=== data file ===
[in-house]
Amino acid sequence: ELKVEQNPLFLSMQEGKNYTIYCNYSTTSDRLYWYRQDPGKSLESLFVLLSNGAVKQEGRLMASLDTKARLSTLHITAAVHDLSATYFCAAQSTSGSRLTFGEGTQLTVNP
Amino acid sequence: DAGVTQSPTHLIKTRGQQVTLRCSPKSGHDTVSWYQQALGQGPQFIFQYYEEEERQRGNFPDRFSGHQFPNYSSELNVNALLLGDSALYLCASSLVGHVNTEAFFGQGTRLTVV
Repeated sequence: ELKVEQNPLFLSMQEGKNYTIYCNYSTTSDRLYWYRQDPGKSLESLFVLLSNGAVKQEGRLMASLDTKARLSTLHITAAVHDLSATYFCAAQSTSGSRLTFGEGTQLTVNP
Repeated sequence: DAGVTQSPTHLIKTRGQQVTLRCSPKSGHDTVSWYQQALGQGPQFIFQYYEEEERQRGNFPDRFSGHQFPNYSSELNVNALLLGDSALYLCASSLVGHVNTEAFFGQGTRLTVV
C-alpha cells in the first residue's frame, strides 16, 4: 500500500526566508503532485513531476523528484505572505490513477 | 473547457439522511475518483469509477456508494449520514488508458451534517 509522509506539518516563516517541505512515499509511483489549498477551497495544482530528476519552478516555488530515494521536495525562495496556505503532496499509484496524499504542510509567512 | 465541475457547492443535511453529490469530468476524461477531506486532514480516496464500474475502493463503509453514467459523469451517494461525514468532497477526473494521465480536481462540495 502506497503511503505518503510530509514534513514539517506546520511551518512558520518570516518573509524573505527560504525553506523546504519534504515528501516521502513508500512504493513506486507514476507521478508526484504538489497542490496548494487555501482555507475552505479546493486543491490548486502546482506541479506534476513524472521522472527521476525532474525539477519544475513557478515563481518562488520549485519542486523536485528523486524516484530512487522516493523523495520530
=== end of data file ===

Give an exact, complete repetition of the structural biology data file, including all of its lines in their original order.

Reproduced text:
[in-house]
Amino acid sequence: ELKVEQNPLFLSMQEGKNYTIYCNYSTTSDRLYWYRQDPGKSLESLFVLLSNGAVKQEGRLMASLDTKARLSTLHITAAVHDLSATYFCAAQSTSGSRLTFGEGTQLTVNP
Amino acid sequence: DAGVTQSPTHLIKTRGQQVTLRCSPKSGHDTVSWYQQALGQGPQFIFQYYEEEERQRGNFPDRFSGHQFPNYSSELNVNALLLGDSALYLCASSLVGHVNTEAFFGQGTRLTVV
Repeated sequence: ELKVEQNPLFLSMQEGKNYTIYCNYSTTSDRLYWYRQDPGKSLESLFVLLSNGAVKQEGRLMASLDTKARLSTLHITAAVHDLSATYFCAAQSTSGSRLTFGEGTQLTVNP
Repeated sequence: DAGVTQSPTHLIKTRGQQVTLRCSPKSGHDTVSWYQQALGQGPQFIFQYYEEEERQRGNFPDRFSGHQFPNYSSELNVNALLLGDSALYLCASSLVGHVNTEAFFGQGTRLTVV
C-alpha cells in the first residue's frame, strides 16, 4: 500500500526566508503532485513531476523528484505572505490513477 | 473547457439522511475518483469509477456508494449520514488508458451534517 509522509506539518516563516517541505512515499509511483489549498477551497495544482530528476519552478516555488530515494521536495525562495496556505503532496499509484496524499504542510509567512 | 465541475457547492443535511453529490469530468476524461477531506486532514480516496464500474475502493463503509453514467459523469451517494461525514468532497477526473494521465480536481462540495 502506497503511503505518503510530509514534513514539517506546520511551518512558520518570516518573509524573505527560504525553506523546504519534504515528501516521502513508500512504493513506486507514476507521478508526484504538489497542490496548494487555501482555507475552505479546493486543491490548486502546482506541479506534476513524472521522472527521476525532474525539477519544475513557478515563481518562488520549485519542486523536485528523486524516484530512487522516493523523495520530